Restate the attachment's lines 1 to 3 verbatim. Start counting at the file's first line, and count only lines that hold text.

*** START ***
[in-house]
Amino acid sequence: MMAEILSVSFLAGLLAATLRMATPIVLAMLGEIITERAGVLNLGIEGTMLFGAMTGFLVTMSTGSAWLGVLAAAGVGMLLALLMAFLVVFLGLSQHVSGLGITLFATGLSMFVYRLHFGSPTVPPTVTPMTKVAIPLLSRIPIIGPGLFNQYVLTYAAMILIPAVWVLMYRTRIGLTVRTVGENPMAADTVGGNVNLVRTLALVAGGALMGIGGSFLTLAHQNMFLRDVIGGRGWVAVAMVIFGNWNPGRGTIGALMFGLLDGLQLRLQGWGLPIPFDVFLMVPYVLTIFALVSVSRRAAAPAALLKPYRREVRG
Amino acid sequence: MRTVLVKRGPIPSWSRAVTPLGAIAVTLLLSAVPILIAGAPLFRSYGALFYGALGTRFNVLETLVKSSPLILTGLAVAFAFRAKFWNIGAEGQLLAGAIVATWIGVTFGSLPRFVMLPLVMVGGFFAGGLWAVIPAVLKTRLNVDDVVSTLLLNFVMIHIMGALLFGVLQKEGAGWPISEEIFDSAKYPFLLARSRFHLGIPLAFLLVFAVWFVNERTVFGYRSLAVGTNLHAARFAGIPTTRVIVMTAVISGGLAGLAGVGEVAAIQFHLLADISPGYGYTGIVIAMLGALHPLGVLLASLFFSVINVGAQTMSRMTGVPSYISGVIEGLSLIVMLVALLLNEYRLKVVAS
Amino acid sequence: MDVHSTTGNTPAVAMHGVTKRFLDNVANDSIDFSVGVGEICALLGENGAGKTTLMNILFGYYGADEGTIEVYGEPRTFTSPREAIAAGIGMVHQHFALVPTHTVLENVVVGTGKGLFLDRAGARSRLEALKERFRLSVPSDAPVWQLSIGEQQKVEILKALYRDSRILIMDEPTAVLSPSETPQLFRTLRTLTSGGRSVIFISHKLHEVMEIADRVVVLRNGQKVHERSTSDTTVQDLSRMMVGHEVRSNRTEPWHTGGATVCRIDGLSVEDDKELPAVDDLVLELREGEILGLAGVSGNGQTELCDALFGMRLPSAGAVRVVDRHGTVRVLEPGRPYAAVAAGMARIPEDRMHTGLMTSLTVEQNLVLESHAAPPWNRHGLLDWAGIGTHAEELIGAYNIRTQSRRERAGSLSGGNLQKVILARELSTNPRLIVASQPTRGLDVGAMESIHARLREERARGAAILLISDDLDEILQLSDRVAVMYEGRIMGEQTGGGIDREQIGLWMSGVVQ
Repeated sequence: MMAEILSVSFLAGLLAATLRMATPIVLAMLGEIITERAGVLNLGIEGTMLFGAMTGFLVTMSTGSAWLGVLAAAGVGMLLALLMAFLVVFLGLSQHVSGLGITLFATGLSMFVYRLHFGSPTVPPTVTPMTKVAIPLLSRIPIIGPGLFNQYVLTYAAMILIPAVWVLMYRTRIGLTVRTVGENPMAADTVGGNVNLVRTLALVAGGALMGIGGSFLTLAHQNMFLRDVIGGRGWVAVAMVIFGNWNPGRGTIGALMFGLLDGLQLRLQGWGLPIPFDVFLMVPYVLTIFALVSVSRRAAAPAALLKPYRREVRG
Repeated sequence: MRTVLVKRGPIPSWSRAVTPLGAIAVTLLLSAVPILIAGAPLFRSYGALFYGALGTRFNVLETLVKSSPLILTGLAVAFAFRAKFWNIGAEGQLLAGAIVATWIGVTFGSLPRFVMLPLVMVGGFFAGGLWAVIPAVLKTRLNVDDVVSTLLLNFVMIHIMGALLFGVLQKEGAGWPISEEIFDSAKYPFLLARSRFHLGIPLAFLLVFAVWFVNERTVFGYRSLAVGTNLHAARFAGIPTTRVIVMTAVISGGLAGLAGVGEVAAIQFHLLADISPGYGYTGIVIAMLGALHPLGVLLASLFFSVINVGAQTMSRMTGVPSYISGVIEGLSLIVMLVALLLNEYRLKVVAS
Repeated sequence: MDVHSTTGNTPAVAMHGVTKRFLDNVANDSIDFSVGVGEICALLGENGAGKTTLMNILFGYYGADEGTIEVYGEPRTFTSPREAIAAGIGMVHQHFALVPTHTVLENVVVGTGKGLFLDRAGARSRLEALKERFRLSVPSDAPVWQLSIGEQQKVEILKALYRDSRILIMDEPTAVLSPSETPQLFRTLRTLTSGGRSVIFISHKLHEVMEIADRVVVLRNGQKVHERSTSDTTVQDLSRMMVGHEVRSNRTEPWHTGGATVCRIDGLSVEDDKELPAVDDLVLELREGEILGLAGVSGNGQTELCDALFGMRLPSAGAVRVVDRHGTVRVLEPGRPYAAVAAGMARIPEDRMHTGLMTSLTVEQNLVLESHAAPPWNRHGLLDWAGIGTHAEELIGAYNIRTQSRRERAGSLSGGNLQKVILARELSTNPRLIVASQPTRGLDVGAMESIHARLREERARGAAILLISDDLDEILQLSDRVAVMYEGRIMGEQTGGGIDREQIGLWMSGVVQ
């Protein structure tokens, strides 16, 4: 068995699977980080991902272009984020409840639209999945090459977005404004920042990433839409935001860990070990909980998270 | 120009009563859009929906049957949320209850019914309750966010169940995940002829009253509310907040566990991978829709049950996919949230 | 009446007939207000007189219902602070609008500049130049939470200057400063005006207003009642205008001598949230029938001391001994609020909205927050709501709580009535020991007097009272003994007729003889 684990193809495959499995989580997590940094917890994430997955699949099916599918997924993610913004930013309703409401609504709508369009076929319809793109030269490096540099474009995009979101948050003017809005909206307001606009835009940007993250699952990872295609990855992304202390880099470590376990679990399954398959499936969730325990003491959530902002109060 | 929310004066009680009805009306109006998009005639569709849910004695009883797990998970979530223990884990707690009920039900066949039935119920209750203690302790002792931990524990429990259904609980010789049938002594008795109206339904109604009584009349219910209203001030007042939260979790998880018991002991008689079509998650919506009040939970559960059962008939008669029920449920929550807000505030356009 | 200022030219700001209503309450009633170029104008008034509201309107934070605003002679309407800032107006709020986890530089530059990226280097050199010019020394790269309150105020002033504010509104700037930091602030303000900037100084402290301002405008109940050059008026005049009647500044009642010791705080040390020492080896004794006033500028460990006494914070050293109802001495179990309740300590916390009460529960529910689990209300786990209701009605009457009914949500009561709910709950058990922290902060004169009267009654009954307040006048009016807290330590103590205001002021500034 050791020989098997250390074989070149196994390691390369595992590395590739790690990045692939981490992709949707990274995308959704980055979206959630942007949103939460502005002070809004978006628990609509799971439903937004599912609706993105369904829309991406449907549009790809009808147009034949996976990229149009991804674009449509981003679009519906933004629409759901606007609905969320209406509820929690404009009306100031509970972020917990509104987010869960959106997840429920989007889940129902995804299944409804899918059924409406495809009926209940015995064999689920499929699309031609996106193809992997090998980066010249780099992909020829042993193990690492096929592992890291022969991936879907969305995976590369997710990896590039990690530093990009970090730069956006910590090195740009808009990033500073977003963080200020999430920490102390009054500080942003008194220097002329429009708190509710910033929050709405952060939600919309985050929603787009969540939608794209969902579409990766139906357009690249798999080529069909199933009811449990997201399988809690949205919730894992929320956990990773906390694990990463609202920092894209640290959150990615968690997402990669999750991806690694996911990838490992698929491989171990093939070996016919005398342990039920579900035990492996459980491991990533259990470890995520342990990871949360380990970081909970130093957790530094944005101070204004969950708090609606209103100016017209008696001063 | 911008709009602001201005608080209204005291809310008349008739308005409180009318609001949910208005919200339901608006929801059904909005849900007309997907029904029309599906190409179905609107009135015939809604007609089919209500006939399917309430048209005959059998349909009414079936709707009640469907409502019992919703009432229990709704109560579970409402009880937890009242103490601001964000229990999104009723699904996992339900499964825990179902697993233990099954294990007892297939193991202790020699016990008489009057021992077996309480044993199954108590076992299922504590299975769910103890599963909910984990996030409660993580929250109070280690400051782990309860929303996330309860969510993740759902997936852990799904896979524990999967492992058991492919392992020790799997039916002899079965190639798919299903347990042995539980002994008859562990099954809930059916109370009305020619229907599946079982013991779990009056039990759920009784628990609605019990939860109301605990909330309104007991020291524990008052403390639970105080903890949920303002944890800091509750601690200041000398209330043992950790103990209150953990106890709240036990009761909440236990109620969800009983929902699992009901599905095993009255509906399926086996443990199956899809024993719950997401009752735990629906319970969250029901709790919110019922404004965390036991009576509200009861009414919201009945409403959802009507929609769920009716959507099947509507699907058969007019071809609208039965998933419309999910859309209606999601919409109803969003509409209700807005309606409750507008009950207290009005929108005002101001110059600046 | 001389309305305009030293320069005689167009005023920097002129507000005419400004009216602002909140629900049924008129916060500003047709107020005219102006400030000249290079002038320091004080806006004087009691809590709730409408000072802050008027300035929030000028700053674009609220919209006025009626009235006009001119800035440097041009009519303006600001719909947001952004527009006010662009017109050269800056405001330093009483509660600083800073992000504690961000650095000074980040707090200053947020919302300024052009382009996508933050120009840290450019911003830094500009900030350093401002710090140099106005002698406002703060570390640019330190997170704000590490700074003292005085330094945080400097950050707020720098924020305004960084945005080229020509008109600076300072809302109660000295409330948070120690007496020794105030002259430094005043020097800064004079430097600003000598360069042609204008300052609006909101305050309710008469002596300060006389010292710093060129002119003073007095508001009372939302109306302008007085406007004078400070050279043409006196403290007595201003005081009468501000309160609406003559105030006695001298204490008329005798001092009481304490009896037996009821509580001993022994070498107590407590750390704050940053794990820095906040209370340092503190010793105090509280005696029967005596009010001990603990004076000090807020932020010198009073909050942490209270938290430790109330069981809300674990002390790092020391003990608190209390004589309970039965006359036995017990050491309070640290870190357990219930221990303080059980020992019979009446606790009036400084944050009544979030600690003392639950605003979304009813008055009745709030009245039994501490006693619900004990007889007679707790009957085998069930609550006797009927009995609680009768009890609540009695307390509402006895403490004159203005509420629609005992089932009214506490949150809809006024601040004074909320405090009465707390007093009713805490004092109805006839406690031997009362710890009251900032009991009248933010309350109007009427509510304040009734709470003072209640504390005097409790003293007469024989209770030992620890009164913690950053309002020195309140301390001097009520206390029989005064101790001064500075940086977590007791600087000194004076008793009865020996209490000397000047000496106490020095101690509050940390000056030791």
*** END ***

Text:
[in-house]
Amino acid sequence: MMAEILSVSFLAGLLAATLRMATPIVLAMLGEIITERAGVLNLGIEGTMLFGAMTGFLVTMSTGSAWLGVLAAAGVGMLLALLMAFLVVFLGLSQHVSGLGITLFATGLSMFVYRLHFGSPTVPPTVTPMTKVAIPLLSRIPIIGPGLFNQYVLTYAAMILIPAVWVLMYRTRIGLTVRTVGENPMAADTVGGNVNLVRTLALVAGGALMGIGGSFLTLAHQNMFLRDVIGGRGWVAVAMVIFGNWNPGRGTIGALMFGLLDGLQLRLQGWGLPIPFDVFLMVPYVLTIFALVSVSRRAAAPAALLKPYRREVRG
Amino acid sequence: MRTVLVKRGPIPSWSRAVTPLGAIAVTLLLSAVPILIAGAPLFRSYGALFYGALGTRFNVLETLVKSSPLILTGLAVAFAFRAKFWNIGAEGQLLAGAIVATWIGVTFGSLPRFVMLPLVMVGGFFAGGLWAVIPAVLKTRLNVDDVVSTLLLNFVMIHIMGALLFGVLQKEGAGWPISEEIFDSAKYPFLLARSRFHLGIPLAFLLVFAVWFVNERTVFGYRSLAVGTNLHAARFAGIPTTRVIVMTAVISGGLAGLAGVGEVAAIQFHLLADISPGYGYTGIVIAMLGALHPLGVLLASLFFSVINVGAQTMSRMTGVPSYISGVIEGLSLIVMLVALLLNEYRLKVVAS